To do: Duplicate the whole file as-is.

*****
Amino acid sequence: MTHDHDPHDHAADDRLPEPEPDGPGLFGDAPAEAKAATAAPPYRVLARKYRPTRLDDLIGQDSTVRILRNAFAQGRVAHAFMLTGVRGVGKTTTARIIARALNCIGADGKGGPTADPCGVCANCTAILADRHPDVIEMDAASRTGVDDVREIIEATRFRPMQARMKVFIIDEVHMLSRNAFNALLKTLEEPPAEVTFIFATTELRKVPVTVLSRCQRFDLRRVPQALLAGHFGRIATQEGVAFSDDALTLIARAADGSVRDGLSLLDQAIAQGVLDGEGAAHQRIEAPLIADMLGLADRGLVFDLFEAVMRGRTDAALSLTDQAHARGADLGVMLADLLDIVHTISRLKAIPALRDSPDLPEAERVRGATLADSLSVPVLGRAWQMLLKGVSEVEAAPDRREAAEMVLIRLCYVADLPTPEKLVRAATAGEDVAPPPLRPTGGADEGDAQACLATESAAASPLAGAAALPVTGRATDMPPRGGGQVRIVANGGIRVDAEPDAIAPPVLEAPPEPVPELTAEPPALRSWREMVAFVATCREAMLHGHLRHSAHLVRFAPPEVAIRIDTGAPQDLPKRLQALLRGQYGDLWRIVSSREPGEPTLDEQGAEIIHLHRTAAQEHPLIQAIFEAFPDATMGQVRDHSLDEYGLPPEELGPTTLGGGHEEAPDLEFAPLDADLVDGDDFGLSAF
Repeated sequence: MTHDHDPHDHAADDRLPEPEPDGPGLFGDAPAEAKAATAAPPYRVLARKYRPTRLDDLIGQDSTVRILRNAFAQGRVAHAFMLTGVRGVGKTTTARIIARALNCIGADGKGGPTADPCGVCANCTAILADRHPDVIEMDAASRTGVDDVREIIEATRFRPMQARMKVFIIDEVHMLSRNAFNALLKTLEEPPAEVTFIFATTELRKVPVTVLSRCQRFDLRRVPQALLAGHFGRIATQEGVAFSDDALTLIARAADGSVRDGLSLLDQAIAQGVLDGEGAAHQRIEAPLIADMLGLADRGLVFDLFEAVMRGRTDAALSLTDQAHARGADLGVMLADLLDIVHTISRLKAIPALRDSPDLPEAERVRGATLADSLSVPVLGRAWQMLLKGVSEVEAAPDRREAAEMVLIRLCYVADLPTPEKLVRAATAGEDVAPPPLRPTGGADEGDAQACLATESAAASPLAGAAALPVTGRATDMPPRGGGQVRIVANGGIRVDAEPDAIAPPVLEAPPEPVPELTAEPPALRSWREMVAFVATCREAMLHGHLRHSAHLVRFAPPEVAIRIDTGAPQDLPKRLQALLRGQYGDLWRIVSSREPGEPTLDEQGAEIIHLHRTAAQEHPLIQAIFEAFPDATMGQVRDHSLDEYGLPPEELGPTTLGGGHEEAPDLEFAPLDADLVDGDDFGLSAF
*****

Amino acid sequence: MTHDHDPHDHAADDRLPEPEPDGPGLFGDAPAEAKAATAAPPYRVLARKYRPTRLDDLIGQDSTVRILRNAFAQGRVAHAFMLTGVRGVGKTTTARIIARALNCIGADGKGGPTADPCGVCANCTAILADRHPDVIEMDAASRTGVDDVREIIEATRFRPMQARMKVFIIDEVHMLSRNAFNALLKTLEEPPAEVTFIFATTELRKVPVTVLSRCQRFDLRRVPQALLAGHFGRIATQEGVAFSDDALTLIARAADGSVRDGLSLLDQAIAQGVLDGEGAAHQRIEAPLIADMLGLADRGLVFDLFEAVMRGRTDAALSLTDQAHARGADLGVMLADLLDIVHTISRLKAIPALRDSPDLPEAERVRGATLADSLSVPVLGRAWQMLLKGVSEVEAAPDRREAAEMVLIRLCYVADLPTPEKLVRAATAGEDVAPPPLRPTGGADEGDAQACLATESAAASPLAGAAALPVTGRATDMPPRGGGQVRIVANGGIRVDAEPDAIAPPVLEAPPEPVPELTAEPPALRSWREMVAFVATCREAMLHGHLRHSAHLVRFAPPEVAIRIDTGAPQDLPKRLQALLRGQYGDLWRIVSSREPGEPTLDEQGAEIIHLHRTAAQEHPLIQAIFEAFPDATMGQVRDHSLDEYGLPPEELGPTTLGGGHEEAPDLEFAPLDADLVDGDDFGLSAF
Repeated sequence: MTHDHDPHDHAADDRLPEPEPDGPGLFGDAPAEAKAATAAPPYRVLARKYRPTRLDDLIGQDSTVRILRNAFAQGRVAHAFMLTGVRGVGKTTTARIIARALNCIGADGKGGPTADPCGVCANCTAILADRHPDVIEMDAASRTGVDDVREIIEATRFRPMQARMKVFIIDEVHMLSRNAFNALLKTLEEPPAEVTFIFATTELRKVPVTVLSRCQRFDLRRVPQALLAGHFGRIATQEGVAFSDDALTLIARAADGSVRDGLSLLDQAIAQGVLDGEGAAHQRIEAPLIADMLGLADRGLVFDLFEAVMRGRTDAALSLTDQAHARGADLGVMLADLLDIVHTISRLKAIPALRDSPDLPEAERVRGATLADSLSVPVLGRAWQMLLKGVSEVEAAPDRREAAEMVLIRLCYVADLPTPEKLVRAATAGEDVAPPPLRPTGGADEGDAQACLATESAAASPLAGAAALPVTGRATDMPPRGGGQVRIVANGGIRVDAEPDAIAPPVLEAPPEPVPELTAEPPALRSWREMVAFVATCREAMLHGHLRHSAHLVRFAPPEVAIRIDTGAPQDLPKRLQALLRGQYGDLWRIVSSREPGEPTLDEQGAEIIHLHRTAAQEHPLIQAIFEAFPDATMGQVRDHSLDEYGLPPEELGPTTLGGGHEEAPDLEFAPLDADLVDGDDFGLSAF